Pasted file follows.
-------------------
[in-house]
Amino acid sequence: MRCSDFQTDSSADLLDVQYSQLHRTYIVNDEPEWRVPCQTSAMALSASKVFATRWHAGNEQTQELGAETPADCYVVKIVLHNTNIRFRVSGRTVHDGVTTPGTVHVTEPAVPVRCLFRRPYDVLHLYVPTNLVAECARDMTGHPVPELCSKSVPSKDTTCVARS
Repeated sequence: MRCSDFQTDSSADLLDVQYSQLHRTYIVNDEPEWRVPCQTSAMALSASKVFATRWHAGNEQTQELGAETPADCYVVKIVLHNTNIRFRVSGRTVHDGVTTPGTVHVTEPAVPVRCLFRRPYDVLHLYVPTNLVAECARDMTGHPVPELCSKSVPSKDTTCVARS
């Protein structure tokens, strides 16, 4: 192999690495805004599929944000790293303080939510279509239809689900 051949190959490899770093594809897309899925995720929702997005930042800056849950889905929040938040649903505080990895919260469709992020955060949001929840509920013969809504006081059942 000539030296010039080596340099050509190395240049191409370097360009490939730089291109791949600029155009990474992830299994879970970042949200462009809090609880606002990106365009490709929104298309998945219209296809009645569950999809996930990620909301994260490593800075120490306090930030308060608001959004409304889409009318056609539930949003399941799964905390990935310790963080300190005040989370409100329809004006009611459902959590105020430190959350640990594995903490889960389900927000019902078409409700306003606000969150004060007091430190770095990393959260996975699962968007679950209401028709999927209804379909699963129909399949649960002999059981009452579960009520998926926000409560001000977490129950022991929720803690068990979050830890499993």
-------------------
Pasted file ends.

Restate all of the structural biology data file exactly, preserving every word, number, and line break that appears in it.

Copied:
[in-house]
Amino acid sequence: MRCSDFQTDSSADLLDVQYSQLHRTYIVNDEPEWRVPCQTSAMALSASKVFATRWHAGNEQTQELGAETPADCYVVKIVLHNTNIRFRVSGRTVHDGVTTPGTVHVTEPAVPVRCLFRRPYDVLHLYVPTNLVAECARDMTGHPVPELCSKSVPSKDTTCVARS
Repeated sequence: MRCSDFQTDSSADLLDVQYSQLHRTYIVNDEPEWRVPCQTSAMALSASKVFATRWHAGNEQTQELGAETPADCYVVKIVLHNTNIRFRVSGRTVHDGVTTPGTVHVTEPAVPVRCLFRRPYDVLHLYVPTNLVAECARDMTGHPVPELCSKSVPSKDTTCVARS
């Protein structure tokens, strides 16, 4: 192999690495805004599929944000790293303080939510279509239809689900 051949190959490899770093594809897309899925995720929702997005930042800056849950889905929040938040649903505080990895919260469709992020955060949001929840509920013969809504006081059942 000539030296010039080596340099050509190395240049191409370097360009490939730089291109791949600029155009990474992830299994879970970042949200462009809090609880606002990106365009490709929104298309998945219209296809009645569950999809996930990620909301994260490593800075120490306090930030308060608001959004409304889409009318056609539930949003399941799964905390990935310790963080300190005040989370409100329809004006009611459902959590105020430190959350640990594995903490889960389900927000019902078409409700306003606000969150004060007091430190770095990393959260996975699962968007679950209401028709999927209804379909699963129909399949649960002999059981009452579960009520998926926000409560001000977490129950022991929720803690068990979050830890499993």